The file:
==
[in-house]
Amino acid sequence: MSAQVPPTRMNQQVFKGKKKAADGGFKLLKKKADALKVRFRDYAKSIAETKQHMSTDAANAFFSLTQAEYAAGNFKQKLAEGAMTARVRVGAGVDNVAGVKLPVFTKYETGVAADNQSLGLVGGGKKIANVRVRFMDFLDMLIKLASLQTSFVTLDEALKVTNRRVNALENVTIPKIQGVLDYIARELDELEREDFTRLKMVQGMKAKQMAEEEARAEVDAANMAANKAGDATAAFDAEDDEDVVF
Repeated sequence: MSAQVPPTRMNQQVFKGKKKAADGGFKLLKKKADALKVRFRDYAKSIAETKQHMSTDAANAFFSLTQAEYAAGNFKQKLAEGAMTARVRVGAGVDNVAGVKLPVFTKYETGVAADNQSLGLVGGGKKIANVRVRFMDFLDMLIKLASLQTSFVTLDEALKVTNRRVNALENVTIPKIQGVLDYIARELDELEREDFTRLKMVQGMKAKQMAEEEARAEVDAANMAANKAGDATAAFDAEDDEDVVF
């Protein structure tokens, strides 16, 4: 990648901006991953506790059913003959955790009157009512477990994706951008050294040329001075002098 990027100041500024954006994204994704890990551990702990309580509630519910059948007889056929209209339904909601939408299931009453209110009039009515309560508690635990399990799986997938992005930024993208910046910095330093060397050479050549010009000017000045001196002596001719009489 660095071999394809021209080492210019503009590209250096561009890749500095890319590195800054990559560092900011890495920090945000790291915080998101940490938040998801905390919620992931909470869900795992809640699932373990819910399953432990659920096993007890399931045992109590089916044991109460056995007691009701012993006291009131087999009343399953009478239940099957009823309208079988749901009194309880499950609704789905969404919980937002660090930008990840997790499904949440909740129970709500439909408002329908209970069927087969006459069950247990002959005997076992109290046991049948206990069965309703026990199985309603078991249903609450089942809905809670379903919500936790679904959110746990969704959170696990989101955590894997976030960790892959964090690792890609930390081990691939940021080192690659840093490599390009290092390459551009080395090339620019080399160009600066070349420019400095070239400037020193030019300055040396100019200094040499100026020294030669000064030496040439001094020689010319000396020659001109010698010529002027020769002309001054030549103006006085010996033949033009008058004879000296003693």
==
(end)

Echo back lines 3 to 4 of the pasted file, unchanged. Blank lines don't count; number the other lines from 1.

Repeated sequence: MSAQVPPTRMNQQVFKGKKKAADGGFKLLKKKADALKVRFRDYAKSIAETKQHMSTDAANAFFSLTQAEYAAGNFKQKLAEGAMTARVRVGAGVDNVAGVKLPVFTKYETGVAADNQSLGLVGGGKKIANVRVRFMDFLDMLIKLASLQTSFVTLDEALKVTNRRVNALENVTIPKIQGVLDYIARELDELEREDFTRLKMVQGMKAKQMAEEEARAEVDAANMAANKAGDATAAFDAEDDEDVVF
């Protein structure tokens, strides 16, 4: 990648901006991953506790059913003959955790009157009512477990994706951008050294040329001075002098 990027100041500024954006994204994704890990551990702990309580509630519910059948007889056929209209339904909601939408299931009453209110009039009515309560508690635990399990799986997938992005930024993208910046910095330093060397050479050549010009000017000045001196002596001719009489 660095071999394809021209080492210019503009590209250096561009890749500095890319590195800054990559560092900011890495920090945000790291915080998101940490938040998801905390919620992931909470869900795992809640699932373990819910399953432990659920096993007890399931045992109590089916044991109460056995007691009701012993006291009131087999009343399953009478239940099957009823309208079988749901009194309880499950609704789905969404919980937002660090930008990840997790499904949440909740129970709500439909408002329908209970069927087969006459069950247990002959005997076992109290046991049948206990069965309703026990199985309603078991249903609450089942809905809670379903919500936790679904959110746990969704959170696990989101955590894997976030960790892959964090690792890609930390081990691939940021080192690659840093490599390009290092390459551009080395090339620019080399160009600066070349420019400095070239400037020193030019300055040396100019200094040499100026020294030669000064030496040439001094020689010319000396020659001109010698010529002027020769002309001054030549103006006085010996033949033009008058004879000296003693």